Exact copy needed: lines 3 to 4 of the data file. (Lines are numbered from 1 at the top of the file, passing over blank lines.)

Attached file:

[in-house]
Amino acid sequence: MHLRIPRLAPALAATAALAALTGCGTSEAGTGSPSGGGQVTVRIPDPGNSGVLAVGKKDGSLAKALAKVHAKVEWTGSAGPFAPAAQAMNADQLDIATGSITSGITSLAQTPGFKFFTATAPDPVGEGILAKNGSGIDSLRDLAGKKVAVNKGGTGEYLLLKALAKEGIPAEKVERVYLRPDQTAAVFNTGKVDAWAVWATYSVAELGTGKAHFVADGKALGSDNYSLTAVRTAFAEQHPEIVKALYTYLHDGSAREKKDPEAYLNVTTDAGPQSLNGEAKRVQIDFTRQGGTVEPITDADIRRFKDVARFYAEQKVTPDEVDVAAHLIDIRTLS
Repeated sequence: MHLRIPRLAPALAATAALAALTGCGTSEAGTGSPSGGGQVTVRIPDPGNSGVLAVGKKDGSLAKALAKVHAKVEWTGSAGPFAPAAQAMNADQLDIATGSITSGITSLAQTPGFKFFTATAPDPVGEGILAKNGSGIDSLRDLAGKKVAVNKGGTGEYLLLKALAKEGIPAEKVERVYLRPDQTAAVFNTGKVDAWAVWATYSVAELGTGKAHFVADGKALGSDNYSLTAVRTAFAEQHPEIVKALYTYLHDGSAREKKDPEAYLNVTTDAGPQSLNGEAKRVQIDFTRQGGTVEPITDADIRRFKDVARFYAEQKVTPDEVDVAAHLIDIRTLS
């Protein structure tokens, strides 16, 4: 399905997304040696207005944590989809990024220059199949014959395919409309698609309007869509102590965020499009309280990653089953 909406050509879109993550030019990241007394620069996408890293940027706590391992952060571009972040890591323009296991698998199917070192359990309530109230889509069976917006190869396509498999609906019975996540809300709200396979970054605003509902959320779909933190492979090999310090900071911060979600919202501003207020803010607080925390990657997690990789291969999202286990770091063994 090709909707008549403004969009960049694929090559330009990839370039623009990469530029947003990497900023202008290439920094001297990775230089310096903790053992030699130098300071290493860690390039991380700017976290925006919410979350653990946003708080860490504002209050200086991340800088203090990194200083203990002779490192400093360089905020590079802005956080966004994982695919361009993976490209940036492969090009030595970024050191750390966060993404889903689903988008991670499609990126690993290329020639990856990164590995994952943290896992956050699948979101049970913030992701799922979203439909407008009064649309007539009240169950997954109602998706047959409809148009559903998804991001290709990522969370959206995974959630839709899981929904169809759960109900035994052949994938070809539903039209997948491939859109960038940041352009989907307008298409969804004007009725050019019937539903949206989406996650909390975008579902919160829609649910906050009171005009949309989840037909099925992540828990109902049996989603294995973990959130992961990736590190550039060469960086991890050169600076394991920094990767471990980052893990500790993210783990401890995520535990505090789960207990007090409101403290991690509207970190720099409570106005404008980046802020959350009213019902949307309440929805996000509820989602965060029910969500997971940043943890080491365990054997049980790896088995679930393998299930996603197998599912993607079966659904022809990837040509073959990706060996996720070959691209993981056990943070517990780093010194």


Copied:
Repeated sequence: MHLRIPRLAPALAATAALAALTGCGTSEAGTGSPSGGGQVTVRIPDPGNSGVLAVGKKDGSLAKALAKVHAKVEWTGSAGPFAPAAQAMNADQLDIATGSITSGITSLAQTPGFKFFTATAPDPVGEGILAKNGSGIDSLRDLAGKKVAVNKGGTGEYLLLKALAKEGIPAEKVERVYLRPDQTAAVFNTGKVDAWAVWATYSVAELGTGKAHFVADGKALGSDNYSLTAVRTAFAEQHPEIVKALYTYLHDGSAREKKDPEAYLNVTTDAGPQSLNGEAKRVQIDFTRQGGTVEPITDADIRRFKDVARFYAEQKVTPDEVDVAAHLIDIRTLS
């Protein structure tokens, strides 16, 4: 399905997304040696207005944590989809990024220059199949014959395919409309698609309007869509102590965020499009309280990653089953 909406050509879109993550030019990241007394620069996408890293940027706590391992952060571009972040890591323009296991698998199917070192359990309530109230889509069976917006190869396509498999609906019975996540809300709200396979970054605003509902959320779909933190492979090999310090900071911060979600919202501003207020803010607080925390990657997690990789291969999202286990770091063994 090709909707008549403004969009960049694929090559330009990839370039623009990469530029947003990497900023202008290439920094001297990775230089310096903790053992030699130098300071290493860690390039991380700017976290925006919410979350653990946003708080860490504002209050200086991340800088203090990194200083203990002779490192400093360089905020590079802005956080966004994982695919361009993976490209940036492969090009030595970024050191750390966060993404889903689903988008991670499609990126690993290329020639990856990164590995994952943290896992956050699948979101049970913030992701799922979203439909407008009064649309007539009240169950997954109602998706047959409809148009559903998804991001290709990522969370959206995974959630839709899981929904169809759960109900035994052949994938070809539903039209997948491939859109960038940041352009989907307008298409969804004007009725050019019937539903949206989406996650909390975008579902919160829609649910906050009171005009949309989840037909099925992540828990109902049996989603294995973990959130992961990736590190550039060469960086991890050169600076394991920094990767471990980052893990500790993210783990401890995520535990505090789960207990007090409101403290991690509207970190720099409570106005404008980046802020959350009213019902949307309440929805996000509820989602965060029910969500997971940043943890080491365990054997049980790896088995679930393998299930996603197998599912993607079966659904022809990837040509073959990706060996996720070959691209993981056990943070517990780093010194």